[4] C40 Cities and UCCRN. (2018), 4.
[5] Chafe, Z. (2007). Reducing natural disaster risk in cities. In Starke, L. (Ed.), State of the World 2007: Our Urban Future. W.W. Norton, 112–33; Wamsler, C. (2006).
[6] Data source for the map: CDP. (n.d.) 2018-2019 Full Cities Dataset, 2017 dataset. https://data.cdp.net/Governance/2018-2019-Full-Cities-Dataset /vzxs-ejjs
[7] Data source for the graph: Center for Global Development. (2011). Dataset: Vulnerability to Climate Change. https://www.cgdev.org/publication/dataset-vulnerability-climate-change
[8] Canales, A., Fuentes, J., and de León, C. (2019). Desarrollo y migración: desafíos y oportunidades en los países del norte de Centroamérica. Mexico City, Economic Commission for Latin America, 132-133.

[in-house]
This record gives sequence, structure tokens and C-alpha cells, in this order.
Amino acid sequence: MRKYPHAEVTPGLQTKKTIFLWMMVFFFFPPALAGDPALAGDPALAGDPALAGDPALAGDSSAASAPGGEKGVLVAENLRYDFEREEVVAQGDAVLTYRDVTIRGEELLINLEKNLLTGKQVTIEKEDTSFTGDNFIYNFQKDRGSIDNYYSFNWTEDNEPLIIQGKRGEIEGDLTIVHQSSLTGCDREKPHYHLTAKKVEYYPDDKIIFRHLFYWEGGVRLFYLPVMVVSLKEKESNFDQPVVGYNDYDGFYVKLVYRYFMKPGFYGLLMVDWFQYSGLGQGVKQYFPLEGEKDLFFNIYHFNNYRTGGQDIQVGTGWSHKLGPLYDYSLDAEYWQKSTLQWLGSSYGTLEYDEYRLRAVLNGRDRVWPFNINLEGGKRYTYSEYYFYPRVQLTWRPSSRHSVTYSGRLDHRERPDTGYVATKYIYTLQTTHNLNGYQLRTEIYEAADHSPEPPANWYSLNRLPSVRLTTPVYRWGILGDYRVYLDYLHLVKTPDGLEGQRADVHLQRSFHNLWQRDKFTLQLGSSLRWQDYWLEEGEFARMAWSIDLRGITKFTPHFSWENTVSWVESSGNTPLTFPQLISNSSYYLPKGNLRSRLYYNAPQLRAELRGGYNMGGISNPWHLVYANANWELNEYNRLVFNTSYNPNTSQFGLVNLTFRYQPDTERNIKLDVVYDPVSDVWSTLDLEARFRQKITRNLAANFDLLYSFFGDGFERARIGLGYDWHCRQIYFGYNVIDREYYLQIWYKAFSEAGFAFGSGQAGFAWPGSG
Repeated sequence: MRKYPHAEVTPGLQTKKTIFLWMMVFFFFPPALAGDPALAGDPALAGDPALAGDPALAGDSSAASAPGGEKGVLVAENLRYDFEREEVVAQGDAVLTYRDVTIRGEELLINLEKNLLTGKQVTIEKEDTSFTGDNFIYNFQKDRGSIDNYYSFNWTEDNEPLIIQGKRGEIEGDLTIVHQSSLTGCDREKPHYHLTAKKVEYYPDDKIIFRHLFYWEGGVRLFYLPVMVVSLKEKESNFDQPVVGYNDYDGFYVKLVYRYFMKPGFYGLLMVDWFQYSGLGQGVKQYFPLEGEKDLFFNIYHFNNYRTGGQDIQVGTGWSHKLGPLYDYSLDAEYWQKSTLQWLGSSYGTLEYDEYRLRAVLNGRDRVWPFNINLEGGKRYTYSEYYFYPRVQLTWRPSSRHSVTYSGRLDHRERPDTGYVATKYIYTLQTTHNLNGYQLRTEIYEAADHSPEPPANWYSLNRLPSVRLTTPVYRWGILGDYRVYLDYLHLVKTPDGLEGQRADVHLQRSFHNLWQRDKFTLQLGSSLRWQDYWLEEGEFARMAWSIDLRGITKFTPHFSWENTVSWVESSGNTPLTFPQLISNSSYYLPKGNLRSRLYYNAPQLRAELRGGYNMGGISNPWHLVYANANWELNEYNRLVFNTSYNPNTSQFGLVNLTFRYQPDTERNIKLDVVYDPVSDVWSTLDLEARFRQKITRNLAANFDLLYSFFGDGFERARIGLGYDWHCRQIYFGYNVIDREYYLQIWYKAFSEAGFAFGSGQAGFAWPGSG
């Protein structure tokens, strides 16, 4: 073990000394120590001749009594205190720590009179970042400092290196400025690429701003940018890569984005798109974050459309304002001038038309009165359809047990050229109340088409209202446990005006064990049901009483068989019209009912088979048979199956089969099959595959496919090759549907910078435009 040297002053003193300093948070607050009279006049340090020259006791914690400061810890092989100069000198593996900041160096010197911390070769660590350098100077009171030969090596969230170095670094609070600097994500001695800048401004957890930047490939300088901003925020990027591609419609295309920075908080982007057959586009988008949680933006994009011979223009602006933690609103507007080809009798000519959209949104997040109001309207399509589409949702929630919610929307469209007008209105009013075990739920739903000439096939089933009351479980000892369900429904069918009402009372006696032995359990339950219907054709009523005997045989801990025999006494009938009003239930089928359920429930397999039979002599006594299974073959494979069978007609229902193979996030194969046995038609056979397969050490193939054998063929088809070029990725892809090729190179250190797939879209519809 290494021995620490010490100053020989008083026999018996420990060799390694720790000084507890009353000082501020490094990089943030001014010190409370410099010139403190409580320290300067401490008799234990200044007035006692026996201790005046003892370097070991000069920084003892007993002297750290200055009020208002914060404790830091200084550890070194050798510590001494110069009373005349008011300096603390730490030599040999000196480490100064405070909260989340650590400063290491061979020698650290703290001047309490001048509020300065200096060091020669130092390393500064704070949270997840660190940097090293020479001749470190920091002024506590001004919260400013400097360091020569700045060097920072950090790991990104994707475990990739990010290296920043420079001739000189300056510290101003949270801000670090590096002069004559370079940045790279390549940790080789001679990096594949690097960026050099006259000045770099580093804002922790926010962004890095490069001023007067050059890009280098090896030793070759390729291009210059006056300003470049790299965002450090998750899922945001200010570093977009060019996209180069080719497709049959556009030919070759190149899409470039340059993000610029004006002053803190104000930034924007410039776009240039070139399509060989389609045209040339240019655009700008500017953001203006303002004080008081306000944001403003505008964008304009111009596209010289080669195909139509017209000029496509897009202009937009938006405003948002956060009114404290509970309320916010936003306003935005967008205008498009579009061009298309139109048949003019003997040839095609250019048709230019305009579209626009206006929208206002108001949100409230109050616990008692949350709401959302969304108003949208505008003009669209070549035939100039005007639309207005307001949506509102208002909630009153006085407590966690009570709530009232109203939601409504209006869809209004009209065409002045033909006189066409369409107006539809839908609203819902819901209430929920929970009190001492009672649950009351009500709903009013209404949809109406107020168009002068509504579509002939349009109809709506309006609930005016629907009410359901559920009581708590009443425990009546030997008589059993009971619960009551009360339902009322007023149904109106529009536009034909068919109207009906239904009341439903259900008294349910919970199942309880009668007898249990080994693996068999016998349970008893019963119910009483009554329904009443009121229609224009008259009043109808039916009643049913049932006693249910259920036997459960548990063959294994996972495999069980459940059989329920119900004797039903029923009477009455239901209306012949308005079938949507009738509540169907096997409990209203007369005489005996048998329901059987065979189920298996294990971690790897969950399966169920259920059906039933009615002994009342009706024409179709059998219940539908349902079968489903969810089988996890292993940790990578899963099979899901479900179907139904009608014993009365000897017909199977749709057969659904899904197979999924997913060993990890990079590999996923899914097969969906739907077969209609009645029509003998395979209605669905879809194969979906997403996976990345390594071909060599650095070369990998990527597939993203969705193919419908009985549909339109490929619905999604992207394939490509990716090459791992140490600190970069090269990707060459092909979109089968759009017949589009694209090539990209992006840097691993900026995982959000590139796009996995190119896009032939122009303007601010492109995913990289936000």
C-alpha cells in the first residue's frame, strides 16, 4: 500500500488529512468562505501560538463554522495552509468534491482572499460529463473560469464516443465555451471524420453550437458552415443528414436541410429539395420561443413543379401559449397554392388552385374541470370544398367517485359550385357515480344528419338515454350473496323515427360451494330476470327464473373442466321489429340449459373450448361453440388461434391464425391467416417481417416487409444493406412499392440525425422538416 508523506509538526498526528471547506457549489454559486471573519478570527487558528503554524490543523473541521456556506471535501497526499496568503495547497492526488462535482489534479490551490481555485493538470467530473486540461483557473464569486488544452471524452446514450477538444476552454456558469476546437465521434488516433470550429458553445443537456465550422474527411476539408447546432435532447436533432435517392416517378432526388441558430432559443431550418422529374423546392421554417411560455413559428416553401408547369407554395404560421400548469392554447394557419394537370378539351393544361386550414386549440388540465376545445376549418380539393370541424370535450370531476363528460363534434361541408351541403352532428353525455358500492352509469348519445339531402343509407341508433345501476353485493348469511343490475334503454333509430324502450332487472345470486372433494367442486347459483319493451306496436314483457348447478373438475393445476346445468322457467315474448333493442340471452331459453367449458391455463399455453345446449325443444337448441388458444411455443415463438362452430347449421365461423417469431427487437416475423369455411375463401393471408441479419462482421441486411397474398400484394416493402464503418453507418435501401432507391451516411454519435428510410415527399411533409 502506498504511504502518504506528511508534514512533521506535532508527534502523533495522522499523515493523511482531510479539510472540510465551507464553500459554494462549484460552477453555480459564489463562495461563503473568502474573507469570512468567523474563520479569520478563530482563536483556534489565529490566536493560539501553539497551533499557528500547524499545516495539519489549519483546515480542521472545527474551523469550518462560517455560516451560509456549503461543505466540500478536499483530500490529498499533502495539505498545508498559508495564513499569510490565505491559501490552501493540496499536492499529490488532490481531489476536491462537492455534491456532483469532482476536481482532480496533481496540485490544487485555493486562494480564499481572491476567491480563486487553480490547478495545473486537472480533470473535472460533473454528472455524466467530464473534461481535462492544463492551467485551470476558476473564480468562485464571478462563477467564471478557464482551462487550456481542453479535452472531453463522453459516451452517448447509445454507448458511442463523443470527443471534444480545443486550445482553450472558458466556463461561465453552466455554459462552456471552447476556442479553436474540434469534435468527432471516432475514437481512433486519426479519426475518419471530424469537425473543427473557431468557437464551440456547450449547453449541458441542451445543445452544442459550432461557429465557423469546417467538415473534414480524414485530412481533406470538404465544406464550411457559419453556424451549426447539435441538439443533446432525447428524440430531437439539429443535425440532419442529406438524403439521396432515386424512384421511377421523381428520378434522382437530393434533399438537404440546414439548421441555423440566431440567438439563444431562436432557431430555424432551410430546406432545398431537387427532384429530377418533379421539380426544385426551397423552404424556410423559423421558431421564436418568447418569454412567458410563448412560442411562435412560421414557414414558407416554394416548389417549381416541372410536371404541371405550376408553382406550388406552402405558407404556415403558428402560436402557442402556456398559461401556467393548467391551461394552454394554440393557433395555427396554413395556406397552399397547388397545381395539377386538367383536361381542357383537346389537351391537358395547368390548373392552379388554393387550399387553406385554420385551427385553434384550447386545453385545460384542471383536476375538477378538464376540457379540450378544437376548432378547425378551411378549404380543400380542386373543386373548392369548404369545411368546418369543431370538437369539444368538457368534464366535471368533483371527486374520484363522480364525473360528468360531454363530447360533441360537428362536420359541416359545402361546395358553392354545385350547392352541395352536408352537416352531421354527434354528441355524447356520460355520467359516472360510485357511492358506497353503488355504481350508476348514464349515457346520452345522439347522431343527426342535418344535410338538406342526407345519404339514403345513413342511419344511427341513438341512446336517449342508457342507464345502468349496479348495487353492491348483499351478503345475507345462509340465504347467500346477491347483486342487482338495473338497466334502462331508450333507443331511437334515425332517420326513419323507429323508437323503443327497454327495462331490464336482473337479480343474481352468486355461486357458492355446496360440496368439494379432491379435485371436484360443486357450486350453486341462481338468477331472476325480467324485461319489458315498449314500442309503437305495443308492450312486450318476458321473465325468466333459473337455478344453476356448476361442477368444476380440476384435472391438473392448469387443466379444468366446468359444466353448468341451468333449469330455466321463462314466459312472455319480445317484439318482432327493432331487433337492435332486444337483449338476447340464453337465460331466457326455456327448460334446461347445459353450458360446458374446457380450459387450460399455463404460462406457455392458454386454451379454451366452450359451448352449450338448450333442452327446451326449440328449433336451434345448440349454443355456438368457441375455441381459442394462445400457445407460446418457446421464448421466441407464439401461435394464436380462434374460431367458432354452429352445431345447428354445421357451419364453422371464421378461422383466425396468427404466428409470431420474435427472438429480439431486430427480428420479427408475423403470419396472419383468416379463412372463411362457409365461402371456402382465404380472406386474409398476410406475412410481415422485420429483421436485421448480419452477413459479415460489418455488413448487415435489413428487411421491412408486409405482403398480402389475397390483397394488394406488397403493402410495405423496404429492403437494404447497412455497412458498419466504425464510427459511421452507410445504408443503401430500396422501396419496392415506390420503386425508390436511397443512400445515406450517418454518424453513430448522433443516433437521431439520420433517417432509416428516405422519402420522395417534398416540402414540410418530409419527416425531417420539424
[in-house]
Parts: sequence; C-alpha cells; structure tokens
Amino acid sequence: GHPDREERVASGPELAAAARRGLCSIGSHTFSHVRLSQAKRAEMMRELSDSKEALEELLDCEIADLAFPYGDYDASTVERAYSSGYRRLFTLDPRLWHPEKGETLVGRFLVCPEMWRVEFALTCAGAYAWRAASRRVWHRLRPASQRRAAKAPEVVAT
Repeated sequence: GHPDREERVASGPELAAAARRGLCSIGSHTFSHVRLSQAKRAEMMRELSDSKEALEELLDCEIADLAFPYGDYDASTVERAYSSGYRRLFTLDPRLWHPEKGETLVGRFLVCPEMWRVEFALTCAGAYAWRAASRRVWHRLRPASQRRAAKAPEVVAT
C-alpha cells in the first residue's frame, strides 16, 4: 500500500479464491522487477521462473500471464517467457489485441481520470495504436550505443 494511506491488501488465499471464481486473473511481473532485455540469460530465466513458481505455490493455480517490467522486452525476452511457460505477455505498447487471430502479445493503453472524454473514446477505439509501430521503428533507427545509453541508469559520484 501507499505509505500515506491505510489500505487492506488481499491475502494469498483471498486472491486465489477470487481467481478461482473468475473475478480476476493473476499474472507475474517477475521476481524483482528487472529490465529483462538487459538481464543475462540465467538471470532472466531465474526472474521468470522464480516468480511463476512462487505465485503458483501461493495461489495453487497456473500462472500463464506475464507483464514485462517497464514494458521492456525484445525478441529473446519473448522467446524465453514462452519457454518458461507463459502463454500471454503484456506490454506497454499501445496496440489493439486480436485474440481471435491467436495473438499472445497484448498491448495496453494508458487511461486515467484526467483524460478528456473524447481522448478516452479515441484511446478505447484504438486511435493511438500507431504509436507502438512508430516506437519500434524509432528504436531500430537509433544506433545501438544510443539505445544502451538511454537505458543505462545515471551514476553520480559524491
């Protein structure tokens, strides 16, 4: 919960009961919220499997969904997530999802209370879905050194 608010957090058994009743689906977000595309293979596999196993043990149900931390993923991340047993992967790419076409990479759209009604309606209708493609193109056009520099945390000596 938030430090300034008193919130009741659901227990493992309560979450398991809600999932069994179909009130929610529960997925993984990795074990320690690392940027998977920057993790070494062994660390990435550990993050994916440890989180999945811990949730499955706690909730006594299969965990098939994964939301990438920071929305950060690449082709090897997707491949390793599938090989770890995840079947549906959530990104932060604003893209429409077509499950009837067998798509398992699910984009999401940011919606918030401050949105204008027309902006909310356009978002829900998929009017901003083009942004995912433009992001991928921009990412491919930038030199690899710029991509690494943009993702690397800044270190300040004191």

[9] Aruj, R. with Priotto, G. Pires, E. (2017). Migrations, environment and climate change - Case studies in South America. Regional IOM South America.
[10] CDP. (n.d.) Cities at Risk: Dealing with the Pressures of Climate Change. https://www.cdp.net/en/research/global-reports/citiesat-risk
[11] Perales, A. S. and Lastiri, A. (2011). Refugiados Ambientales, cambio climático y capitalismo, integración geoestratégica, seguridad, fronteras y migración en América Latina. Serie Investigación 23: 147. Regional Foundation for Human Rights Advisory, INREDH.
[12] Basterra, N., Valiente, M., and Glibota, S. (2010). Evaluación del riesgo ambiental por inundación con SIG del valle fluvial del río Paraná próximo a los núcleos urbanos de Resistencia y Corrientes. Chaco Province, Environmental Management Center and Ecology, CEGAE.
[13] Sili, M. (2019). Deseos de futuro, intencionalidades y construcción de territorios. La experiencia de zonas rurales en la Región Chaqueña Argentina. Papeles de Geografía 65: 30–48. https://doi.org/10.6018/geography.381251
[14] Pires, E. (2018). La migración ambiental en el Pacto Mundial para una migración segura, ordenada y regular: desafíos y aportes para América Latina y el Caribe. Brazil/Argentina, RESAMA South American Network for Environmental Migrations.